Yesterday I gave a lecture on science and religion, as part of a series on Reason and Religion. My part of these evening lectures is supposed to draw a conclusion from the three previous ones.
Because I didn’t have the time to read the other three lectures in detail – and I only had the power point presentations, not the full texts – I decided to start with a presentation of Barbour’s four models, followed by a few examples from the dialogue between evolutionary studies of religion and theology, to point to the limits of a dialogue that is still based on the assumption that differences are negative, nasty things. Instead of dialogue, I opt for Elisabeth Johnson’s alternative: practical cooperation. Religion and science should dialogue with each other not so much to learn from each other, or to re-establish one’s legitimate place in the public arena, but to better our world. If you read Laudato si, you know what I – or Johnson – mean. What it comes down to, is that theology listens to science in order to establish a state of affairs – causes and consequences, e.g. of ecological problems – and, then, turns to its tradition for insights on what is at stake here – in our example, damage to the global ecological system not only shows a problematic relation between humanity and nature, but shows that we do not take care for the weakest, be it human communities suffering from the effects of global warming or species threatened with extinction – and on how things could be. Especially the last bit is important, since it drives us beyond pragmatic arguments and opens more creative, ambitious visions of the future.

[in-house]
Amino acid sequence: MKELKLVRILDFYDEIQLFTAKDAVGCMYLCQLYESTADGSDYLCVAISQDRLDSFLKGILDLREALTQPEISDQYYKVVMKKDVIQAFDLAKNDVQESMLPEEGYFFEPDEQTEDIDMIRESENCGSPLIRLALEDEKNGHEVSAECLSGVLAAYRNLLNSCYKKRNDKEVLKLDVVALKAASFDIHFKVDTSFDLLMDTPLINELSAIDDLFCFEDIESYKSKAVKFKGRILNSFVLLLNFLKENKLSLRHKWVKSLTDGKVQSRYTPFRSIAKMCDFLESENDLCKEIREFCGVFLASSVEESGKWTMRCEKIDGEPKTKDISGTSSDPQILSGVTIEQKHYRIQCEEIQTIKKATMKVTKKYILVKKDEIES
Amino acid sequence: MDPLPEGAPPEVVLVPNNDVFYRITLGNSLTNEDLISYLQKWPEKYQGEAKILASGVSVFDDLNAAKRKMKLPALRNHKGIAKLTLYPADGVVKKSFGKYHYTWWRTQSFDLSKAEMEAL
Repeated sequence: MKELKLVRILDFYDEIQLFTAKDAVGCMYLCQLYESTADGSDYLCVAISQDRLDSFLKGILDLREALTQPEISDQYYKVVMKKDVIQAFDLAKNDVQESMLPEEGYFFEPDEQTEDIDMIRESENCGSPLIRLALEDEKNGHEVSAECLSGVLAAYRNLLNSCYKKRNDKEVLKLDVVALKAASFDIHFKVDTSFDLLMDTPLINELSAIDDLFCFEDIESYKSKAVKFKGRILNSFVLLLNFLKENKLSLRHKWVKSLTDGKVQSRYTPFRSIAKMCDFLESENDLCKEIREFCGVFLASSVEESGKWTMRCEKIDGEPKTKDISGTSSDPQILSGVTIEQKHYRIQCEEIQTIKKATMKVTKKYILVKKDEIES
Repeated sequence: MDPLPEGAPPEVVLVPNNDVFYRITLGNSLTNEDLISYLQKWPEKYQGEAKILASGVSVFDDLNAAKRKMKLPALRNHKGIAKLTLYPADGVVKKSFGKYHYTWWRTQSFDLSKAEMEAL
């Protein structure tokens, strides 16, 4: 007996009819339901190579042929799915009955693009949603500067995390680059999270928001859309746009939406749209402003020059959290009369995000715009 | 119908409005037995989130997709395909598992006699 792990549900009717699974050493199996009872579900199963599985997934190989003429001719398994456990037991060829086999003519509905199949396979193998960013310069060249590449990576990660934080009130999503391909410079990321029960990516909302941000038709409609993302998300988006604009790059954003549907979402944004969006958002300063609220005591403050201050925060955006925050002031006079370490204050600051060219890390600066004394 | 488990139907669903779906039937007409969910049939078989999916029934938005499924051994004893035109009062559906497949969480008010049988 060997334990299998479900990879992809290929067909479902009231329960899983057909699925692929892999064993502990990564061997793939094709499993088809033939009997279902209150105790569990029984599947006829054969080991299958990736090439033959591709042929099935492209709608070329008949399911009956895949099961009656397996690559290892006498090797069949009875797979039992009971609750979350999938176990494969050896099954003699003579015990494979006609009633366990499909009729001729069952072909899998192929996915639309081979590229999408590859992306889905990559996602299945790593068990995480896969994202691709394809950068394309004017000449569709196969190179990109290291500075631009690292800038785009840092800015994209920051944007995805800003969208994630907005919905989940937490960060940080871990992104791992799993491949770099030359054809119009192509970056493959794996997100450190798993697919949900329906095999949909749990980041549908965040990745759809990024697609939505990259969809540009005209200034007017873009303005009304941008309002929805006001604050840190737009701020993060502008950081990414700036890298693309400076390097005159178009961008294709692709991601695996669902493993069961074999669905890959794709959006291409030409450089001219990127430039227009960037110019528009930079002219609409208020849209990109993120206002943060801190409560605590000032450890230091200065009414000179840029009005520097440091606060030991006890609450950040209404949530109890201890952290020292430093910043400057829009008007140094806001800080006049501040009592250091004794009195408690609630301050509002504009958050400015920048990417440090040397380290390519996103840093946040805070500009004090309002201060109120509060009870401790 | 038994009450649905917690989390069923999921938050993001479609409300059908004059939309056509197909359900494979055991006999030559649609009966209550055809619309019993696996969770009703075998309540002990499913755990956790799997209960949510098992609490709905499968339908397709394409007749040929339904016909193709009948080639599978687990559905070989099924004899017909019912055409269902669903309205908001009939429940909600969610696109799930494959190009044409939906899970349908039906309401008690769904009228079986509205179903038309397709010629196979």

The narrative was well accepted, and the Q&A proved the audience had not fallen asleep during my talk. But one of the concluding questions of the organiser baffled me a bit. He wondered how we could translate all of this into our – the audience’s – occupation in pastoral care, catechesis, and education. It struck me that this was indeed why more than fifty people showed up to listen to an evening lecture about the relation between religion and science. They did not want to learn ‘how to defend faith’, and they did not have a purely intellectual interest, but they wanted to learn, from the dialogue between science and religion, a new language to talk about faith, to express faith. Maybe that’s a version of ‘practical cooperation’ I did not yet think of. But it’s certainly an interesting perspective, and it might imply that the interaction between theology and science is of more fundamental relevance to (religious) education than I previously thought. I’ll be thinking over the idea of a dialogue between theology and science as ‘practical cooperation’, aimed specifically at educationthe next few weeks. If you think of any good examples, feel free to share in the comments!